By Joel Warner
By Michael Roberts
By Alan Prendergast
By Michael Roberts
By Michael Roberts
By Amber Taufen
By Patricia Calhoun
By William Breathes
The Colorado Rockies protect their turf--both on and off the field.
When fans trying to avoid opening-day traffic bicycled to Coors Field, the team called the cops, and the bikes--which had been chained to the stadium built with taxpayer money--were impounded.
When vendors outside Coors Field began cutting into the team's take, the Rockies strongly encouraged Denver City Council to pass a measure requiring that peddlers pack in their supplies rather than wheel their inventory to stationary locations near the stadium built with taxpayer money. (This despite the fact that the perceived competition was, in some cases, literally peanuts.)
When a seminary student wearing a T-shirt bearing the slogan "Give me a ticket, I'll buy you a beer" stood outside the stadium built with taxpayer money, he missed the game altogether and spent twenty hours in jail for scalping.
And when independent publishers tried to distribute their own newspapers and programs--publications that cost much less than the $4 official program available inside the ballpark--the Rockies took a swing at free speech.
Bert Matthews, who publishes the Homestand Flyer, was first arrested for "huckstering" when he tried to sell his publication near Mile High Stadium. His legal problems didn't end when the Rockies moved to Coors Field--that stadium built with taxpayer money. And Matthews had company. During the two years he published the Game Program, self-described "baseball buff" Robert Lewis was arrested three times for trespassing--even though, on all three occasions, he was standing outside the ballpark. Lewis went to jail twice.
Finally, Matthews and Lewis filed a complaint against the Colorado Rockies and the Denver Metropolitan Major League Baseball Stadium District, the entity that built the stadium--with taxpayer money. The Rockies were trying to shut them down and shut them up, the two publishers argued. They wanted relief from the Rockies' policy of preventing vendors unaffiliated with the team from distributing their products near Coors Field. This was not just a matter of free enterprise, they argued, but of free speech.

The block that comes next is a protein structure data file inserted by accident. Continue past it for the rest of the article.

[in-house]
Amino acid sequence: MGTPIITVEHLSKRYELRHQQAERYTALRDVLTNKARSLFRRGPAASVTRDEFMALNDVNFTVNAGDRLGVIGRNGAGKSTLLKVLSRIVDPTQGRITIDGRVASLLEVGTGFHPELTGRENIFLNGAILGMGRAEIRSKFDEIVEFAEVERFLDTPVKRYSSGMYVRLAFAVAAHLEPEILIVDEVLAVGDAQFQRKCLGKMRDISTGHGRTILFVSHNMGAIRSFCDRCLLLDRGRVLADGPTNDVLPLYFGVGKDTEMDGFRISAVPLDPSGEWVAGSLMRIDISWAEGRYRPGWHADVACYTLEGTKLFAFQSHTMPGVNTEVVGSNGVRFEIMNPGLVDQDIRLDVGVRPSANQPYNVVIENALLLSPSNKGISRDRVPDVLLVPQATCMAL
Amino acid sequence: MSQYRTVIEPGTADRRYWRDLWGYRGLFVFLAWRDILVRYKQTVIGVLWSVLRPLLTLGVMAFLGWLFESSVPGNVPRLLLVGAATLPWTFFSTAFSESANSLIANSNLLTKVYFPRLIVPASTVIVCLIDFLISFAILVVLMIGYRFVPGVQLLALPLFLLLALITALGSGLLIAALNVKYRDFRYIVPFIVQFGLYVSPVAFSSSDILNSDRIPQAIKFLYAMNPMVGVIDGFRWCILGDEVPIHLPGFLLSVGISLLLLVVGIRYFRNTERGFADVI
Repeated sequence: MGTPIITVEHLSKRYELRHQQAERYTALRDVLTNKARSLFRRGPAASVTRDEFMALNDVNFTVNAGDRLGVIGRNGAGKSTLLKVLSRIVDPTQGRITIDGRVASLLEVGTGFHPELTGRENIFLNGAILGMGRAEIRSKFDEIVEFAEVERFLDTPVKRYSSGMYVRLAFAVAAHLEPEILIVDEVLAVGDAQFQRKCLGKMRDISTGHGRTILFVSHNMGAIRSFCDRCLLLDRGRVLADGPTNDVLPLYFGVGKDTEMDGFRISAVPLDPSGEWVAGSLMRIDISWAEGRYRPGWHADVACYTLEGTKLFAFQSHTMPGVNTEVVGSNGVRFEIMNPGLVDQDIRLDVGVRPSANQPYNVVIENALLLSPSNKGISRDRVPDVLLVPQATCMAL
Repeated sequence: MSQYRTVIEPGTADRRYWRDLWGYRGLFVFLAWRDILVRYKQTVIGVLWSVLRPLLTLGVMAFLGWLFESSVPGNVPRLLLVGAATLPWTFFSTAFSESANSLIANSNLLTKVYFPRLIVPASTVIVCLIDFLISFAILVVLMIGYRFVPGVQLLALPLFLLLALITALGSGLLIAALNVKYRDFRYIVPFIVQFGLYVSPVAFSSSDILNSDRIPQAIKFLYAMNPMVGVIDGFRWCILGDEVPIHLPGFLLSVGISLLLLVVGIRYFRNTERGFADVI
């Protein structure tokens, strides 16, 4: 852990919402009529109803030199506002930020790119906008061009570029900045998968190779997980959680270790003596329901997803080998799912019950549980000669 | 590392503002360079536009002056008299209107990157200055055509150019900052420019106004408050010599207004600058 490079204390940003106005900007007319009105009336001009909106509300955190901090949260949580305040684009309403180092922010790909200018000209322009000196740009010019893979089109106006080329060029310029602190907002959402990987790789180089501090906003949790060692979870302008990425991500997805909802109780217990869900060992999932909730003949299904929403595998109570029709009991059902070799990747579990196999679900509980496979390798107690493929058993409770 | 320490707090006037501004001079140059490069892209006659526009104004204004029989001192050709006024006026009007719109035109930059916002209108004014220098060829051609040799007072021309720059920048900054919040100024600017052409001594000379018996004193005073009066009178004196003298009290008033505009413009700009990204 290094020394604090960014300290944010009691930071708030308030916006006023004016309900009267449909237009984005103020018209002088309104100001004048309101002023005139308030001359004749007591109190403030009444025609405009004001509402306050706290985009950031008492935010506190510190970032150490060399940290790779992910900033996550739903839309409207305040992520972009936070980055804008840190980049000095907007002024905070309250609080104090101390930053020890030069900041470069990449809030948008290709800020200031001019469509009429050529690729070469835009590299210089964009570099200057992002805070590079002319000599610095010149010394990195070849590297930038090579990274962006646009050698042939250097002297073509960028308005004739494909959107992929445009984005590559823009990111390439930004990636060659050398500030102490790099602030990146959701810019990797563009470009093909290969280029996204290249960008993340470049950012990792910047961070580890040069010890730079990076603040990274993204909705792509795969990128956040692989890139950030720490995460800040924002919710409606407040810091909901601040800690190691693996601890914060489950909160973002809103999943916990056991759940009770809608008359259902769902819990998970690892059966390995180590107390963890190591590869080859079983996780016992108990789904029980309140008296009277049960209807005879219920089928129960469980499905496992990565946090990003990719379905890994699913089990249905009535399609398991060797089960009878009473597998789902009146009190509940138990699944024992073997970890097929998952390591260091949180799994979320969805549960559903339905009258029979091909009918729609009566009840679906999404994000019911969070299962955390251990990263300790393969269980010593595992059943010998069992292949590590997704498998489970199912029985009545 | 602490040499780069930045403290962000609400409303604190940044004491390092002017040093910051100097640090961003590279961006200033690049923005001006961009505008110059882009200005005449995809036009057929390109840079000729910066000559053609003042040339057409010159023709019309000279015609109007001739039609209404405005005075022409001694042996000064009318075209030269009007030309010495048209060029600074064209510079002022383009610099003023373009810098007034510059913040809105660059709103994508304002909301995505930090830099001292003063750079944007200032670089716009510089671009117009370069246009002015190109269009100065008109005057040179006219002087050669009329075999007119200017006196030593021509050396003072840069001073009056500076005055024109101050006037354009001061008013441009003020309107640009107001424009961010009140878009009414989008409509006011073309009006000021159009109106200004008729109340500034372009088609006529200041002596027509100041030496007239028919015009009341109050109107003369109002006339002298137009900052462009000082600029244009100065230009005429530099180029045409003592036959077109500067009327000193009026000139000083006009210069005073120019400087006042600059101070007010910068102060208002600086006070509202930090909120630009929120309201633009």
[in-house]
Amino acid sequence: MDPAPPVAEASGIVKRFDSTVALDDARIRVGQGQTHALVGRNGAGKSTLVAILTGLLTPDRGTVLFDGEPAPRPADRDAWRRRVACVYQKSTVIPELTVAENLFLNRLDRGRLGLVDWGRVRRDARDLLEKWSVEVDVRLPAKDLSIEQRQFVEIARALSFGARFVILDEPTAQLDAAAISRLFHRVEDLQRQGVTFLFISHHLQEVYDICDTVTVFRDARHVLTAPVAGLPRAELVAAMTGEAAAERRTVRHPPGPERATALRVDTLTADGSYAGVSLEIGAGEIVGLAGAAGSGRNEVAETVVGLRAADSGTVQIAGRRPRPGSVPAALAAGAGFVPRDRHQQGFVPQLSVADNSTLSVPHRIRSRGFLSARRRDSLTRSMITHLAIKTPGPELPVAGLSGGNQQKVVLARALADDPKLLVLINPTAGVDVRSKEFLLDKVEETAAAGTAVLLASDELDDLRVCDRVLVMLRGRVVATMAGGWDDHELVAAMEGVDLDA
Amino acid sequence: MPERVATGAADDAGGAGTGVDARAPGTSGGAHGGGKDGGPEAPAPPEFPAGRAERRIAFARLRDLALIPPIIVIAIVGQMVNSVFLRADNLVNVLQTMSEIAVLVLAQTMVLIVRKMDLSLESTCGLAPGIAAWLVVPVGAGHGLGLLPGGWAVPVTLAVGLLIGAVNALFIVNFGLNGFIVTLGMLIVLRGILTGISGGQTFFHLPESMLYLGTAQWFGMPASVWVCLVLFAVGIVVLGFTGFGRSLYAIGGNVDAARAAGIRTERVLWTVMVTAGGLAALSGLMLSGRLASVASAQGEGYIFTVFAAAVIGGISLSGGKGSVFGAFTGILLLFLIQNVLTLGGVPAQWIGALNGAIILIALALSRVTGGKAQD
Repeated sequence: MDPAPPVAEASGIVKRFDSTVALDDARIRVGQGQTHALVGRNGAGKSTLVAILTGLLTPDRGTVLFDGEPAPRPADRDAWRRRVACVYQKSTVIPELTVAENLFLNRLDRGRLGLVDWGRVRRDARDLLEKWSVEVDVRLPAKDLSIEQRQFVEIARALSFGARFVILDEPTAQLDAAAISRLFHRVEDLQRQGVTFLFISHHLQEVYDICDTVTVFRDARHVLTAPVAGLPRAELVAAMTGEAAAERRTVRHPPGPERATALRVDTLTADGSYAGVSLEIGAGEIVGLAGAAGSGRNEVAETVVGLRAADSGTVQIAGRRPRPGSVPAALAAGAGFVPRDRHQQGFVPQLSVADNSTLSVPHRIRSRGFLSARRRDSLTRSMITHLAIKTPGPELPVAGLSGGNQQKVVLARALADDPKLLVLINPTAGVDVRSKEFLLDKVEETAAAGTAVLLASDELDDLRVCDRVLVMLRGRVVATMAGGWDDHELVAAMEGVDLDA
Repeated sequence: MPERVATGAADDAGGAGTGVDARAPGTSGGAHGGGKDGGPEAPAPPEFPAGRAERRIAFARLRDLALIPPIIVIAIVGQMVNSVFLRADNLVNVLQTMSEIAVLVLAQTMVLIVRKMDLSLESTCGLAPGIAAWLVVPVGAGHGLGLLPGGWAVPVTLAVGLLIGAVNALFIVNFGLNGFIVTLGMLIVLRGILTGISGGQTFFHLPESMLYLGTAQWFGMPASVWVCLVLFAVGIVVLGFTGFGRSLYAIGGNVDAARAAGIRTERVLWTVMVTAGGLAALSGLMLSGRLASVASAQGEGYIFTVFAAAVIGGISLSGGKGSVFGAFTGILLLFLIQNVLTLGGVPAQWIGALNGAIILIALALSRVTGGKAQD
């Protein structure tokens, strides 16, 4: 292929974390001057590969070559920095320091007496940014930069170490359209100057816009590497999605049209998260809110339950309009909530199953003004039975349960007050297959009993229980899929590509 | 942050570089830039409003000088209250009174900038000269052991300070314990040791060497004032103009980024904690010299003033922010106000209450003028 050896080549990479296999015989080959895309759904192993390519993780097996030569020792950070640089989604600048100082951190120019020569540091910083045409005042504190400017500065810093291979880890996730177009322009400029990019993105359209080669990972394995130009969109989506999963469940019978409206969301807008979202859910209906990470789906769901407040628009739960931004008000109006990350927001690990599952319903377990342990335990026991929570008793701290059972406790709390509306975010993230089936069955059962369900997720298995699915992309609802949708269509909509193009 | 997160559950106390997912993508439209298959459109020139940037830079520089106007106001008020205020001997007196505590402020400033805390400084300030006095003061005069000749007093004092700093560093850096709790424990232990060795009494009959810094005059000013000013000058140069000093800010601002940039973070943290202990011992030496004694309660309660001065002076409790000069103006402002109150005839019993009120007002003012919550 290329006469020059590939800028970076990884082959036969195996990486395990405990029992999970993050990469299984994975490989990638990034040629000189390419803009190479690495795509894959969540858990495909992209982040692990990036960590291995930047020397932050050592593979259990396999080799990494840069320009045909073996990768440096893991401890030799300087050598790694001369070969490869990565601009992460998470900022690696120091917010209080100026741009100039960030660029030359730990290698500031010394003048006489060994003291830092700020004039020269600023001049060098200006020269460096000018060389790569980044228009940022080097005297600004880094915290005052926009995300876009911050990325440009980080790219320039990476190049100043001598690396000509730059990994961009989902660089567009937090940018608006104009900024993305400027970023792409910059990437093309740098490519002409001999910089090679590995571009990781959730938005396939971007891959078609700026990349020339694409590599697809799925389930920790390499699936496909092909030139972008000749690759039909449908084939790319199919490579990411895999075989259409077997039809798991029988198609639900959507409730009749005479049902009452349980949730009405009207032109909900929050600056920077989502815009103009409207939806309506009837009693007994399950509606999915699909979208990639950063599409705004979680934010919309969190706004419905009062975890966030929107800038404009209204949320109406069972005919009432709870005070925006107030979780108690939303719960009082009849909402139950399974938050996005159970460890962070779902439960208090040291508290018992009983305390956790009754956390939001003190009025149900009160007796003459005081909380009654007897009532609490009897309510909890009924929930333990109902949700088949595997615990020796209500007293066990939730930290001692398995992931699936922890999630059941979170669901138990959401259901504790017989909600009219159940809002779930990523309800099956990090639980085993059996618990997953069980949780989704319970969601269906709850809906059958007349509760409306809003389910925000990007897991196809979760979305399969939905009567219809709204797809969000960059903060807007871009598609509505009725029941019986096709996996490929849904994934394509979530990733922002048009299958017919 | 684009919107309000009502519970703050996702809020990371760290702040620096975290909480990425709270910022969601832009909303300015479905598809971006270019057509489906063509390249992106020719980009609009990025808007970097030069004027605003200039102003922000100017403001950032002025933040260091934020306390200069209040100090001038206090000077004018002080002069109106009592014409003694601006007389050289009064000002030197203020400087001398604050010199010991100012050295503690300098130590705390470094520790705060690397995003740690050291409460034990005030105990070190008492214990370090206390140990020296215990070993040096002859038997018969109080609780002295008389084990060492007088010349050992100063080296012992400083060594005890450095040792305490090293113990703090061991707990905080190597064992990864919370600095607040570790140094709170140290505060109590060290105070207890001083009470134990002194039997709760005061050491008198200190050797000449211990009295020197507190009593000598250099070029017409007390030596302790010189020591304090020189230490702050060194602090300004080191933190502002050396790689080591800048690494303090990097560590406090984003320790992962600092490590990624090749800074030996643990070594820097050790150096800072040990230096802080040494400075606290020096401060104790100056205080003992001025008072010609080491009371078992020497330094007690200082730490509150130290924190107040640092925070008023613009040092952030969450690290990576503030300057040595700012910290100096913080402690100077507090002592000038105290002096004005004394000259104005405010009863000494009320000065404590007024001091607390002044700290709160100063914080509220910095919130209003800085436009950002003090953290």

Denver District Judge Herbert Stern agreed. On April 4 he ruled that the Rockies do not own the sidewalks outside the stadium built with taxpayer money. "The streets and sidewalks and walkways around Coors Field are a public forum," he determined. "The purpose of the restrictions is to maximize income. That purpose is not a legitimate goal in the free-speech area."
This summer Matthews is back by the ballpark, selling his program. Stern's decision, he says, "really made it possible for us to go out on the streets and not look over our shoulders."
But by the start of this season, Lewis was already looking in a different direction, at "the last frontier of the true publisher," he says. At the World Wide Web.
Lewis had been scouting this territory for some time. In January 1995, as he was gearing up for Game Program's second season (the first at Coors Field), he detoured onto the information highway and registered several domain names. One was www.broncos.com; another was www.rockies.com. (Later, Lewis added coorsfield. com, dinger.com and diaweb.com.) At the time, the Internet sounded like some kind of hairspray to most people; when he mentioned the Web to the Rockies, Lewis says, they "scoffed" at the new technology.
He soon had a hit on his hands. About 25,000 hits a day, to be exact. So many people were dialing up his Rockies site--billed as "The Daily Rockies Web"--that it quickly proved a far more rewarding way of getting the word out than publishing a program in paper form. (This season, in fact, Lewis is giving away his cardboard scorecard, using it as a promotion for his Web sites.) Budweiser signed on as the site's official sponsor (the irony of ironies, given the many photos of Coors Field on the page), and Lewis's Storefronts in Cyberspace had no problem selling links to other businesses. Current features on rockies.com range from a guide to the views from certain sections in the ballpark to unofficial pages for assorted players (Andres Galarraga, Dante Bichette, Jason Bates and Eric Young) to an "Official Rockies Merchandise Corner" and even a ticket exchange.
Lewis's move to electronic publishing had other, unexpected benefits. Since he now distributes his publication through cyberspace, he doesn't have to go to Coors Field for anything but enjoyment. "It's good for the marriage, too," he says. "I don't have to attend all 81 Rockies home games."
But the honeymoon may be over. The first clue that the Rockies were about to tangle with Lewis's Web came about eight months ago, when he received a letter from Major League Baseball officials. They wanted more disclaimers on rockies.com, they said, and they also wanted to be kept informed of all baseball activities of one Robert Lewis. Lewis's attorney, Michael O'Malley, fired back with a fastball, saying that his client would add more disclaimers (he has) but would not inform them of his "activities" (he hasn't). Laughs Lewis: "Would that mean I have to call the Rockies if I want to join a softball team?"
Not when the Rockies apparently want to play hardball.
Lewis thinks the team is trying to knock him out of the publishing game altogether. The first strike came when the Rockies refused to renew his press credentials this season.